After an interesting aside in which Paul comments on his own handwriting, he expands on his point. He writes “those who want to impress people by means of the flesh are trying to compel you to be circumcised.” In the Jewish religion, circumcision was a powerful sign of belonging to the group. The Old Testament was very clear that if you were a male and weren’t circumcised, you weren’t a good Jew. But the Gospel of Jesus Christ has moved beyond these outward markers. Paul is warning the early Christians about some individuals who were trying to convince them that outward appearance of being circumcised was what mattered.

This is an issue that has plagued the Church throughout all of history and across all types of Christians – old, new, liberal, conservative. It is part of the sinful human condition. We want to belong, to be liked, to be approved of, to be affirmed, to be part of the cool group. And so we are always tempted to adopt the requisite outward appearance to fit in. This can be wearing the right clothes, following the correct sports team, belonging to the correct political party, posting the right memes and opinions on social media, and adopting the pious church person appearance on Sunday mornings. But what does any of this brand identification get us? Fleeting approval from friends and social media friends? What happens when the winds of opinion blow the other way?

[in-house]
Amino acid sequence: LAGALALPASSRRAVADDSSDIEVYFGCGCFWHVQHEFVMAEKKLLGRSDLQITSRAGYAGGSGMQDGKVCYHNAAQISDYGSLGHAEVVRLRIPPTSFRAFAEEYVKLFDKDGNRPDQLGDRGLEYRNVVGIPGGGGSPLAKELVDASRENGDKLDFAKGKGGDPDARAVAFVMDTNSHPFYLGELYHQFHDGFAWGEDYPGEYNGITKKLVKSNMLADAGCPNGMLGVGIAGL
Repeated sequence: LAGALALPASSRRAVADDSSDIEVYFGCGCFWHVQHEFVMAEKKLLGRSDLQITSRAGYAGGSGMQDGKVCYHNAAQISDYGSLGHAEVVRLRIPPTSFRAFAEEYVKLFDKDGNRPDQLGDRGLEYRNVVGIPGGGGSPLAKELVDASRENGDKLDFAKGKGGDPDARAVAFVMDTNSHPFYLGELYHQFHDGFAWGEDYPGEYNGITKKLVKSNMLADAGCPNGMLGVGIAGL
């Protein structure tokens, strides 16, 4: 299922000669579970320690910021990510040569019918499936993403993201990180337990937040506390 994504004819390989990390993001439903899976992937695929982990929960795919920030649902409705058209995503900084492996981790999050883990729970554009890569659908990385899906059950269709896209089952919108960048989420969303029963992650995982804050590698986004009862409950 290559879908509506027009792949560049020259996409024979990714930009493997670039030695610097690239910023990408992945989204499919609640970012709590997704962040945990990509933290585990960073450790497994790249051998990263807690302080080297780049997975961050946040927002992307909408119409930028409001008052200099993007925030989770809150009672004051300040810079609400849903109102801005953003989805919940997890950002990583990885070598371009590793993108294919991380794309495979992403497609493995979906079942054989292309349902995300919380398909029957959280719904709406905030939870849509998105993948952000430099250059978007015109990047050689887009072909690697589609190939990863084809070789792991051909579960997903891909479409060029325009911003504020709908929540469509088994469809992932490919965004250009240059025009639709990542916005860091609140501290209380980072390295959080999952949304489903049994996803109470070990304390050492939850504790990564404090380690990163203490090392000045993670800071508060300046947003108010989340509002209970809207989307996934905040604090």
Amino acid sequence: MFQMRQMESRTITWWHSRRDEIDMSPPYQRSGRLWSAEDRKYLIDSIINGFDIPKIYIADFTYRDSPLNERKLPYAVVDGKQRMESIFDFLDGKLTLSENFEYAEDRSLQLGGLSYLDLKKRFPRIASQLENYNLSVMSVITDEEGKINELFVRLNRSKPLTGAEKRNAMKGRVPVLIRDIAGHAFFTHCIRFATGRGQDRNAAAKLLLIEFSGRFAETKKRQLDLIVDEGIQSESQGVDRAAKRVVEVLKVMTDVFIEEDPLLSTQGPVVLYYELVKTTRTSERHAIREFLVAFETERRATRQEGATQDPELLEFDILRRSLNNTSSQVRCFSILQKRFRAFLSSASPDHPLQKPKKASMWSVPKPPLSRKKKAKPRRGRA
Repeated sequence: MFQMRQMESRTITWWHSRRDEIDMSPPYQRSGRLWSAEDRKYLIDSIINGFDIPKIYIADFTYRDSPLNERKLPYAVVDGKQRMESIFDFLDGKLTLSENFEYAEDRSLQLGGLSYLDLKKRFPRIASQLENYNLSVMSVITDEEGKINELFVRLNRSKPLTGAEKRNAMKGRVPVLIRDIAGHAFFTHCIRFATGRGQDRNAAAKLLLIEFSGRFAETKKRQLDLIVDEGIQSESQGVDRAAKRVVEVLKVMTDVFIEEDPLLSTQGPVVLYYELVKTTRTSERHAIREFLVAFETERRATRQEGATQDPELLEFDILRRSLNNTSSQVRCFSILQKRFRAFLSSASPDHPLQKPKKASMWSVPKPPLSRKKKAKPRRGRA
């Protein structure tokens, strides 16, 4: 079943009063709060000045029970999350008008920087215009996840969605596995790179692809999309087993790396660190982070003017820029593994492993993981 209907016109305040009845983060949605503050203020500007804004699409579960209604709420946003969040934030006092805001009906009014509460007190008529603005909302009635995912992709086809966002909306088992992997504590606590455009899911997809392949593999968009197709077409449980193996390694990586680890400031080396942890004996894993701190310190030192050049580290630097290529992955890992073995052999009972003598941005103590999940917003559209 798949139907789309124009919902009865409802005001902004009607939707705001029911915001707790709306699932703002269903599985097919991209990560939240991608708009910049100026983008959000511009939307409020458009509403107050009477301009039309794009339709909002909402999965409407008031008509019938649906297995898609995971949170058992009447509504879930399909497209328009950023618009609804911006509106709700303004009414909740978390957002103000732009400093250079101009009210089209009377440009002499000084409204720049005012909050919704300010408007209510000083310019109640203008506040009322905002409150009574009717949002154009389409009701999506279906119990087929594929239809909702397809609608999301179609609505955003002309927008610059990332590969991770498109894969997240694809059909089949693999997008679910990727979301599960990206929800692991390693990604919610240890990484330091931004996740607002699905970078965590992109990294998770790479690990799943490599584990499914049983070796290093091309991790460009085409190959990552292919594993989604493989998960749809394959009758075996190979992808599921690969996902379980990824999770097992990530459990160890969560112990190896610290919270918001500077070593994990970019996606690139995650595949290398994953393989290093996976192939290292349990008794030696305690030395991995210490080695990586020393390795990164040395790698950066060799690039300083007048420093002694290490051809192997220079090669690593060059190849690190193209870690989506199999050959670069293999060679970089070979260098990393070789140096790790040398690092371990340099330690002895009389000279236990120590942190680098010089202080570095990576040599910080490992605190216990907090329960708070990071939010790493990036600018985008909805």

Paul says “Neither circumcision nor uncircumcision means anything.” He means that superficial social approval is worthless. It means nothing. It is fleeting. Your clothes will make you cool until the fashion changes. People who you impress with superficial outward behaviors, comments or appearances don’t care about you. What’s more, Paul tells us that the only reason they are concerned with appearances “is to avoid being persecuted for the cross of Christ.” We hide behind outward appearances to blend in with the cool crowd and avoid putting our lives on the line in following Jesus. Think about it. This is how bullies operate. Everyone wants so badly to be part of the cool group and fit in, nobody dares to stand up to the bully and defend the person being pushed around. This is part of the sinful human condition that Jesus came to save us from.